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Why Fair Value is Becoming a Popular “Celebrity” in the Accounting Profession

Business

from Carr, Riggs & Ingram

Entertainment magazine fans probably see the same popular celebrities in issue after issue. Similarly, those who stay up-to-date on current accounting issues probably stumble upon a new article about the fair value standard almost every week. The reason for this increased focus is relevance. The question constantly posed by accounting practitioners, academics, and users of financial statements is “Which is more useful– historical cost or fair value?”

The Notoriety of Historical Cost and Fair Value

Fair value accounting is the method of capturing changes in asset and liability values over time. Its alternative in valuing assets is historical cost accounting– used under the generally accepted accounting principles (GAAP). As the name implies, historical cost accounting measures the value of an asset based on what it originally cost the company to buy it.

Fans of historical cost prefer reporting assets at their purchase price and liabilities at the acquisition price. One of the cons of this method is that it focuses on the past and, as a result, may become obsolete. However, historical cost reporting is a cost-effective mechanism for determining value. By contrast, those favoring fair value believe that understanding the value that a company could receive in an arm’s length transaction for its assets – as well as knowing the company’s actual liabilities – yields the best useful decision-making information. A noteworthy con with fair value is that preparing or receiving annual appraisals to obtain it is both time-consuming and expensive.

The Price of Fame: The Hybrid Financial Reporting Model

Recognizing the cost-benefit of both accounting methods, the current reporting model contains elements of both historical cost and fair value. For instance, property, plant, and equipment (PPE) is one of the asset classifications on the balance sheet that is currently stated at historical cost. Even so, there are two primary scenarios when a company may report assets in this category at fair value:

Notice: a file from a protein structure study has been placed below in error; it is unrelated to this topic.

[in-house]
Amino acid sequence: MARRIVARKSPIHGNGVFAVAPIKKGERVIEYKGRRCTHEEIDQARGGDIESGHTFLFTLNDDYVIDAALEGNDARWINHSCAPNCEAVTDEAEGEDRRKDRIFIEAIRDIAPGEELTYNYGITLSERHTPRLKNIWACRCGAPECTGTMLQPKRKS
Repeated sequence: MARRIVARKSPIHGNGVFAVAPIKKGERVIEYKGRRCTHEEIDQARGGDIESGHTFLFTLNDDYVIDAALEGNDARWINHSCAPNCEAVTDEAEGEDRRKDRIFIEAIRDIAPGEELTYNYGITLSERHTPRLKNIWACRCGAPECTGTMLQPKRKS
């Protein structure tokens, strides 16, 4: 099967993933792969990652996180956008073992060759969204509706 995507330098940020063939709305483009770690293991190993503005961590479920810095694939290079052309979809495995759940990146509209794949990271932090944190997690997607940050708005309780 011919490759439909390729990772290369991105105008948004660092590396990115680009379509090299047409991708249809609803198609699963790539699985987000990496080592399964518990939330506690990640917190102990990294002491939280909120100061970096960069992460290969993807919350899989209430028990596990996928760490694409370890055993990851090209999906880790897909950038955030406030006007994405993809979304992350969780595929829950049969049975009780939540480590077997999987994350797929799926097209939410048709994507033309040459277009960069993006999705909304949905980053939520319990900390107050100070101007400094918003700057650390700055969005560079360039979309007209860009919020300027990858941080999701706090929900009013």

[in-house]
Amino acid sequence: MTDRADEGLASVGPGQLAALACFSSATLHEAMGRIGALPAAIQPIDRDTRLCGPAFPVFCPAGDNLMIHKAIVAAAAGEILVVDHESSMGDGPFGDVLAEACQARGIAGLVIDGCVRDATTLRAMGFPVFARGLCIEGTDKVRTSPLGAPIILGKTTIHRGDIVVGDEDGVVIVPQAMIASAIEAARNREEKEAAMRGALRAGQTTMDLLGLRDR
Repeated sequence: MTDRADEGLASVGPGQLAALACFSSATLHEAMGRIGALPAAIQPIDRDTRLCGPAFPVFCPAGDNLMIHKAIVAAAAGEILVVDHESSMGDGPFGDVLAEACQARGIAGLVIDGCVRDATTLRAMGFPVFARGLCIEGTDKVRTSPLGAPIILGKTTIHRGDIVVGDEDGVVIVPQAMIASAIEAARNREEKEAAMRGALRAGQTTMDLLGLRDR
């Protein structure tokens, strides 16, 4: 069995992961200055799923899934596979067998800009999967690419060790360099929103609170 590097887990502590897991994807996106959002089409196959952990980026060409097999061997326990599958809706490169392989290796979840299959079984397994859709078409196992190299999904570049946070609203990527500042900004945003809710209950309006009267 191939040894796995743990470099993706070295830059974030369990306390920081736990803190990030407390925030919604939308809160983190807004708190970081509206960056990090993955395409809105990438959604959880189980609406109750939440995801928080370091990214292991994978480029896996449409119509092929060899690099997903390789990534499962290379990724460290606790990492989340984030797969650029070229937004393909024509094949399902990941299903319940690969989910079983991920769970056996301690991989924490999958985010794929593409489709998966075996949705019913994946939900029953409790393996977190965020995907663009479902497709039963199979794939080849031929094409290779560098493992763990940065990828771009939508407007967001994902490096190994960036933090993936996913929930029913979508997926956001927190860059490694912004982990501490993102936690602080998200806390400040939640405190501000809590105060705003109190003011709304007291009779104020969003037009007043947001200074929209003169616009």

a) if management intends to sell the PPE, or

b) when an event has occurred that leads management to believe that the PPE will not be used for its intended purpose.

Areas of a balance sheet requiring fair value reporting include

  1. cash,
  2. investments (primarily equity investments), and
  3. accounts receivable.

Other items qualify as financial instruments, but these three are by far the most common. Much of the accounting literature relating to fair value pertains to financial instruments.

Let the “Famous” CRI Team Help Guide Your Understanding of Financial Reporting

We expect fair value to be the more and more important to future accounting reporting models. If you need assistance with understanding and preparing for the transition to this type of reporting, then please contact CRI. We are more than happy to help!

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